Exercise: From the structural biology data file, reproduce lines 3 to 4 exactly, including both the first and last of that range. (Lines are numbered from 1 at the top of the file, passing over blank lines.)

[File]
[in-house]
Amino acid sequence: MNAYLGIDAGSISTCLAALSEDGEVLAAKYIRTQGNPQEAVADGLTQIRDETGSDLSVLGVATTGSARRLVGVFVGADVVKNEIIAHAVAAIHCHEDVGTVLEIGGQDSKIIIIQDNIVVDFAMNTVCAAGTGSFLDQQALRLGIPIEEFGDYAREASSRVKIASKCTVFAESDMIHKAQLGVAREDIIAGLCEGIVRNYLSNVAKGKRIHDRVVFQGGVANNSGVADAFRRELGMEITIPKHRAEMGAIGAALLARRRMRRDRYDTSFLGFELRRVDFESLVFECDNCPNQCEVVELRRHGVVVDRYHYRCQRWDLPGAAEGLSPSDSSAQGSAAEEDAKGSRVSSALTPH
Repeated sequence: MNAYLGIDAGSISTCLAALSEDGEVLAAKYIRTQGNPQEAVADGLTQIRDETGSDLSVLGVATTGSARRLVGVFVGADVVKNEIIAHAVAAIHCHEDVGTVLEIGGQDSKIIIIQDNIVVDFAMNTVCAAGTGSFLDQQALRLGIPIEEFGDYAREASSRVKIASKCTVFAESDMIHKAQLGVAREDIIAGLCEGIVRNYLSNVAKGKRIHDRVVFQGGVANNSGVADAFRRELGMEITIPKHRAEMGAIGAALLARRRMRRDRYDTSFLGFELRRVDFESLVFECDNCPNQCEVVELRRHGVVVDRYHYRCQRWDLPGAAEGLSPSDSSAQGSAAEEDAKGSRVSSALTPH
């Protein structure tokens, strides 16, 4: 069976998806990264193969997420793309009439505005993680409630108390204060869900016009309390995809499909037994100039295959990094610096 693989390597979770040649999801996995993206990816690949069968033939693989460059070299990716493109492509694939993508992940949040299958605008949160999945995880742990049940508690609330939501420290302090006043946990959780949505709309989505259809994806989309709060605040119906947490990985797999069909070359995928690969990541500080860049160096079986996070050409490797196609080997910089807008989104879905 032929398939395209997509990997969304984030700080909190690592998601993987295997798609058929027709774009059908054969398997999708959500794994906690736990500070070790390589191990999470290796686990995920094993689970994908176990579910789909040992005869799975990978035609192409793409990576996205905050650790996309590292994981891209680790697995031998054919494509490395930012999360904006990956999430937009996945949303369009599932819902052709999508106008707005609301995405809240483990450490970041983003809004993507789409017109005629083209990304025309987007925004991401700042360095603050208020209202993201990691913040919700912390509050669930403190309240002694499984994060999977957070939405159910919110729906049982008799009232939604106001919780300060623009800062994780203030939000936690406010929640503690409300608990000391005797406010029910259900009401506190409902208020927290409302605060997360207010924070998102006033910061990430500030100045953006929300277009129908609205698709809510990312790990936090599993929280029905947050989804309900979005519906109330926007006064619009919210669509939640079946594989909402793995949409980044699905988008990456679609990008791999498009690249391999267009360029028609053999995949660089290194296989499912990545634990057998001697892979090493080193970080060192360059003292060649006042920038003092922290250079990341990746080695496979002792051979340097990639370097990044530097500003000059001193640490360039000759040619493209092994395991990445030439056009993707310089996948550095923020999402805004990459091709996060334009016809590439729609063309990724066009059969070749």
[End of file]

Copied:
Repeated sequence: MNAYLGIDAGSISTCLAALSEDGEVLAAKYIRTQGNPQEAVADGLTQIRDETGSDLSVLGVATTGSARRLVGVFVGADVVKNEIIAHAVAAIHCHEDVGTVLEIGGQDSKIIIIQDNIVVDFAMNTVCAAGTGSFLDQQALRLGIPIEEFGDYAREASSRVKIASKCTVFAESDMIHKAQLGVAREDIIAGLCEGIVRNYLSNVAKGKRIHDRVVFQGGVANNSGVADAFRRELGMEITIPKHRAEMGAIGAALLARRRMRRDRYDTSFLGFELRRVDFESLVFECDNCPNQCEVVELRRHGVVVDRYHYRCQRWDLPGAAEGLSPSDSSAQGSAAEEDAKGSRVSSALTPH
């Protein structure tokens, strides 16, 4: 069976998806990264193969997420793309009439505005993680409630108390204060869900016009309390995809499909037994100039295959990094610096 693989390597979770040649999801996995993206990816690949069968033939693989460059070299990716493109492509694939993508992940949040299958605008949160999945995880742990049940508690609330939501420290302090006043946990959780949505709309989505259809994806989309709060605040119906947490990985797999069909070359995928690969990541500080860049160096079986996070050409490797196609080997910089807008989104879905 032929398939395209997509990997969304984030700080909190690592998601993987295997798609058929027709774009059908054969398997999708959500794994906690736990500070070790390589191990999470290796686990995920094993689970994908176990579910789909040992005869799975990978035609192409793409990576996205905050650790996309590292994981891209680790697995031998054919494509490395930012999360904006990956999430937009996945949303369009599932819902052709999508106008707005609301995405809240483990450490970041983003809004993507789409017109005629083209990304025309987007925004991401700042360095603050208020209202993201990691913040919700912390509050669930403190309240002694499984994060999977957070939405159910919110729906049982008799009232939604106001919780300060623009800062994780203030939000936690406010929640503690409300608990000391005797406010029910259900009401506190409902208020927290409302605060997360207010924070998102006033910061990430500030100045953006929300277009129908609205698709809510990312790990936090599993929280029905947050989804309900979005519906109330926007006064619009919210669509939640079946594989909402793995949409980044699905988008990456679609990008791999498009690249391999267009360029028609053999995949660089290194296989499912990545634990057998001697892979090493080193970080060192360059003292060649006042920038003092922290250079990341990746080695496979002792051979340097990639370097990044530097500003000059001193640490360039000759040619493209092994395991990445030439056009993707310089996948550095923020999402805004990459091709996060334009016809590439729609063309990724066009059969070749």